Via other European languages, ultimately borrowed from Ancient Greek ὄρυζα (óruza), ὄρυζον (óruzon), itself a borrowing from Asian languages, probably ultimately from Dravidian, via Sanskrit व्रीहि (vrīhí). The specifics are still debated.
rīss m (1st declension)
- rice (crop of the family Gramineae, esp. Oryza sativa)
- rīsa lauks ― rice field
- iesēt rīsus ― to sow, to plant rice
- novākt rīsus ― to harvest the rice
- rīss ir viens no svarīgākajiem kultūraugiem pasaulē ― rice is one of the most important crops in the world
- no graudaugiem visā pasaulē visvairāk audzē rīsu, kviešus un kukurūzu ― of the grain crops, the most frequently grown in the whole world are rice, wheat, and corn
- rice (the edible grains, seeds of this plant, eaten as food)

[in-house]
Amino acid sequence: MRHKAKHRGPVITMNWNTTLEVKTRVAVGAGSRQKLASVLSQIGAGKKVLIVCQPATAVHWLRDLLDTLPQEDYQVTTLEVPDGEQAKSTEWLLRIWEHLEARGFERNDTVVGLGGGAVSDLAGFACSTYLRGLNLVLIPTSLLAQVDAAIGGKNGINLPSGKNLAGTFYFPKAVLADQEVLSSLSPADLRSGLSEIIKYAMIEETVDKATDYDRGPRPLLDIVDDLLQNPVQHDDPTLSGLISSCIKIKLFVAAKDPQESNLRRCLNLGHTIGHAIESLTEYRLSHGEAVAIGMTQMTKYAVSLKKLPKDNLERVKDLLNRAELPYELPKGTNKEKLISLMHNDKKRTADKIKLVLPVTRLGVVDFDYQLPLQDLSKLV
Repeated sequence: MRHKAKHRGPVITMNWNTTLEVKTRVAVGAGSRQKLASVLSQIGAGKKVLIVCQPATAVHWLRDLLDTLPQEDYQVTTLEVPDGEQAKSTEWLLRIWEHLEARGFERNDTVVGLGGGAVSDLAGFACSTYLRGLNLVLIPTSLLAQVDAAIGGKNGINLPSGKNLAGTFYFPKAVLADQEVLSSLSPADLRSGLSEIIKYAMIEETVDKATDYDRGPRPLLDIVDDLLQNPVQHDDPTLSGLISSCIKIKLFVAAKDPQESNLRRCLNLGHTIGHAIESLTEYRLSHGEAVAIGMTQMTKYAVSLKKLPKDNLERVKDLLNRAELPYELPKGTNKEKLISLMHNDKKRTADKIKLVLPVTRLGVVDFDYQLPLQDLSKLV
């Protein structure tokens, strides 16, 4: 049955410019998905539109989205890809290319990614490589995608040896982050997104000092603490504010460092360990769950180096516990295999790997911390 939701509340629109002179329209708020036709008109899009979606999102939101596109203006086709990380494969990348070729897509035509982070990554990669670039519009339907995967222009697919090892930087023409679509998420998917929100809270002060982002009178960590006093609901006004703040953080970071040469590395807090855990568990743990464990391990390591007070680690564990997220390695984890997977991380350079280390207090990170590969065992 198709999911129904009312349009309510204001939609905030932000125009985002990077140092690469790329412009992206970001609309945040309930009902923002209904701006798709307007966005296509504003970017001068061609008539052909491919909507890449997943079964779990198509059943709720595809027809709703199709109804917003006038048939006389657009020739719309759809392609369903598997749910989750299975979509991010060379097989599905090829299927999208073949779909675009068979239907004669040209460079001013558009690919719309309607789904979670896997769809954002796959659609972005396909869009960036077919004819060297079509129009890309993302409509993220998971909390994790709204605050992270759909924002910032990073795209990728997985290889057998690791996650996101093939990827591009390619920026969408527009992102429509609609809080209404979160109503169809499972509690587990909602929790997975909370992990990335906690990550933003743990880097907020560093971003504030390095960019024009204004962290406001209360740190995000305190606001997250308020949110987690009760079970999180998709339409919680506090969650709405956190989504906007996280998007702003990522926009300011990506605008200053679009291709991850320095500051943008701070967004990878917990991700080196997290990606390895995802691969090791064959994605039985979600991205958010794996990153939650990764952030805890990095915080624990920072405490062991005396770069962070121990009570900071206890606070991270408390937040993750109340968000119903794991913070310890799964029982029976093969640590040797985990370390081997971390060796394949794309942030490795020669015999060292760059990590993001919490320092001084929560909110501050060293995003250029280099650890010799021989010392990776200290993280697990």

- pulētie rīsi ― polished rice
- rīsu milti ― rice flour
- rīsu zupa, biezputra, pudiņš ― rice soup, porridge, pudding
- piena zupa ar rīsiem ― milk soup with rice
- daudzās valstīs, piemēram, Ķīnā, Indijā, Japānā, Pakistānā, Indonēzijā, rīsi ir glavenais uzturlīdzeklis ― in many countries, for instance, China, India, Japan, Pakistan, Indonesia, rice is the staple food
Unlike rudzi (“rye”) and kvieši (“wheat”), whose singular forms (rudzis, kviesis) are only sporadically attested, the singular forms of rīss (“rice”) are used reasonably often (especially to refer to the plant). Still, the plural forms are more frequent: the most normal translation for English rice as food (e.g., “a bowl of rice”) is the plural form rīsi.